18.16. Hydrological analysis


In this lesson we will perform some hydrological analysis. This analysis will be used in some of the following lessons, as it constitutes a very good example of an analysis workflow, and we will use it to demonstrate some advanced features.

In this lesson, we are going to do some hydrological analysis. Starting with a DEM, we are going to extract a channel network, delineate watersheds and calculate some statistics.

The first thing is to load the project with the lesson data, which just contains a DEM.


The first module to execute is Catchment area (in some SAGA versions it is called Flow accumulation (Top Down)). You can use anyone of the others named Catchment area. They have different algorithms underneath, but the results are basically the same.

Select the DEM in the Elevation field, and leave the default values for the rest of parameters.


Some algorithms calculate many layers, but the Catchment Area one is the only one we will be using.

You can get rid of the other ones if you want.

The rendering of the layer is not very informative.


To know why, you can have a look at the histogram and you will see that value are not evenly distributed (there are a few cells with very high value, those corresponding to the channel network). Calculating the logarithm of the catchment area value yields a layer that conveys much more information (you can do it using the raster calculator).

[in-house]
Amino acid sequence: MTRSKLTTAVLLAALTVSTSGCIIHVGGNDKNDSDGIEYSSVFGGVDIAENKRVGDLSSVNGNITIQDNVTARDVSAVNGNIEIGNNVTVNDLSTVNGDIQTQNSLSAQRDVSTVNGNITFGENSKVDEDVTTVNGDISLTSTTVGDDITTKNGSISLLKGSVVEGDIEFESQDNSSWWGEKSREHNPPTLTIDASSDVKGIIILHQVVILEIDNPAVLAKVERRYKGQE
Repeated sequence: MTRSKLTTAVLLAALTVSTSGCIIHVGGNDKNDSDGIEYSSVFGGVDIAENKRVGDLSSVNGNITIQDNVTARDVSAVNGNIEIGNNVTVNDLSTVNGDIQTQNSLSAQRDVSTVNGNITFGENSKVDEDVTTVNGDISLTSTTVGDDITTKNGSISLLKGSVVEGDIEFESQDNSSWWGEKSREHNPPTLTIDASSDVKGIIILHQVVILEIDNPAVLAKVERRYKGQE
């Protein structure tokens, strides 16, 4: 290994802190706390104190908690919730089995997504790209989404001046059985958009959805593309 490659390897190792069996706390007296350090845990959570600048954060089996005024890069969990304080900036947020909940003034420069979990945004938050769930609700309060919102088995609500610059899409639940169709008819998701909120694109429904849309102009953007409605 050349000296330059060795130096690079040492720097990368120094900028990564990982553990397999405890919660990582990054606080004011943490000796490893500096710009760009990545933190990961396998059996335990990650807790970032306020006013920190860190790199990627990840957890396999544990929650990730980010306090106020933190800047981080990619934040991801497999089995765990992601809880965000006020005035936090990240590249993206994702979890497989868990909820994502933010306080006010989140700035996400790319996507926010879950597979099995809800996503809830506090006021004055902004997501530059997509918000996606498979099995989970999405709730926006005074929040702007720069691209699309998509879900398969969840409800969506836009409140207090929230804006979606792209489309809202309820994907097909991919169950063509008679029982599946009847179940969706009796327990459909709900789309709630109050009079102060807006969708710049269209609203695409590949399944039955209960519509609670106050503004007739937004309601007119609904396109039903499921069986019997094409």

The catchment area (also known as flow accumulation), can be used to set a threshold for channel initiation. This can be done using the Channel network algorithm. Here is how you have to set it up (note the Initiation threshold Greater than 10.000.000).


Use the original catchment area layer, not the logarithm one. That one was just for rendering purposes.

If you increase the Initiation threshold value, you will get a more sparse channel network. If you decrease it, you will get a denser one. With the proposed value, this is what you get.


The image above shows just the resulting vector layer and the DEM, but there should be also a raster one with the same channel network. That raster one will be, in fact, the one we will be using.

Now, we will use the Watersheds basins algorithm to delineate the subbasins corresponding to that channel network, using as outlet points all the junctions in it. Here is how you have to set the corresponding parameters dialog.


And this is what you will get.


This is a raster result. You can vectorise it using the Vectorising grid classes algorithm.

../../../_images/vectorising.png ../../../_images/watershedslayervector.png

Now, let’s try to compute statistics about the elevation values in one of the subbasins. The idea is to have a layer that just represents the elevation within that subbasin and then pass it to the module that calculates those statistics.

First, let’s clip the original DEM with the polygon representing a subbasin. We will use the Clip raster with polygon algorithm. If we select a single subbasin polygon and then call the clipping algorithm, we can clip the DEM to the area covered by that polygon, since the algorithm is aware of the selection.

Select a polygon,


and call the clipping algorithm with the following parameters:


The element selected in the input field is, or course, the DEM we want to clip.

You will get something like this.


This layer is ready to be used in the Raster layer statistics algorithm.


The resulting statistics are the following ones.


We will use both the basin calculations procedure and the statistics calculation in other lessons, to find out how other elements can help us automate both of them and work more effectively.